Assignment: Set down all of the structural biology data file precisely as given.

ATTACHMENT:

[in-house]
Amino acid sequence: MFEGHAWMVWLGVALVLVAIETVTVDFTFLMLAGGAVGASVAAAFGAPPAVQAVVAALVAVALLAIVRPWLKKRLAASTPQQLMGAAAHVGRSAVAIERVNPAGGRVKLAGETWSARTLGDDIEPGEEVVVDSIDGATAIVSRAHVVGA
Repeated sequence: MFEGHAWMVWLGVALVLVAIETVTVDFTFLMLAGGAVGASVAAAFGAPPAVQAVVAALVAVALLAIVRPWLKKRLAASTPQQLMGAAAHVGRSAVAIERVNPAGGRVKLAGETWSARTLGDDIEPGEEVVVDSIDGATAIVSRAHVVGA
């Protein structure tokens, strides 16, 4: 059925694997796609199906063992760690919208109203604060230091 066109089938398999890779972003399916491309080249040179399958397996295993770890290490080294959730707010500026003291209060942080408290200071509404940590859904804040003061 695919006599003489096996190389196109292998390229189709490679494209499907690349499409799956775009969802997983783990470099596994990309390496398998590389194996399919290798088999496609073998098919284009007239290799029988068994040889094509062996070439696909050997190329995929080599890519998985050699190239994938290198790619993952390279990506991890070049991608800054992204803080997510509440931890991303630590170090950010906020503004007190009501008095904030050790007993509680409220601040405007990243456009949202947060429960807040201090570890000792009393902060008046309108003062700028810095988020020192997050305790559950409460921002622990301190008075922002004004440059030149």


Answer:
[in-house]
Amino acid sequence: MFEGHAWMVWLGVALVLVAIETVTVDFTFLMLAGGAVGASVAAAFGAPPAVQAVVAALVAVALLAIVRPWLKKRLAASTPQQLMGAAAHVGRSAVAIERVNPAGGRVKLAGETWSARTLGDDIEPGEEVVVDSIDGATAIVSRAHVVGA
Repeated sequence: MFEGHAWMVWLGVALVLVAIETVTVDFTFLMLAGGAVGASVAAAFGAPPAVQAVVAALVAVALLAIVRPWLKKRLAASTPQQLMGAAAHVGRSAVAIERVNPAGGRVKLAGETWSARTLGDDIEPGEEVVVDSIDGATAIVSRAHVVGA
């Protein structure tokens, strides 16, 4: 059925694997796609199906063992760690919208109203604060230091 066109089938398999890779972003399916491309080249040179399958397996295993770890290490080294959730707010500026003291209060942080408290200071509404940590859904804040003061 695919006599003489096996190389196109292998390229189709490679494209499907690349499409799956775009969802997983783990470099596994990309390496398998590389194996399919290798088999496609073998098919284009007239290799029988068994040889094509062996070439696909050997190329995929080599890519998985050699190239994938290198790619993952390279990506991890070049991608800054992204803080997510509440931890991303630590170090950010906020503004007190009501008095904030050790007993509680409220601040405007990243456009949202947060429960807040201090570890000792009393902060008046309108003062700028810095988020020192997050305790559950409460921002622990301190008075922002004004440059030149």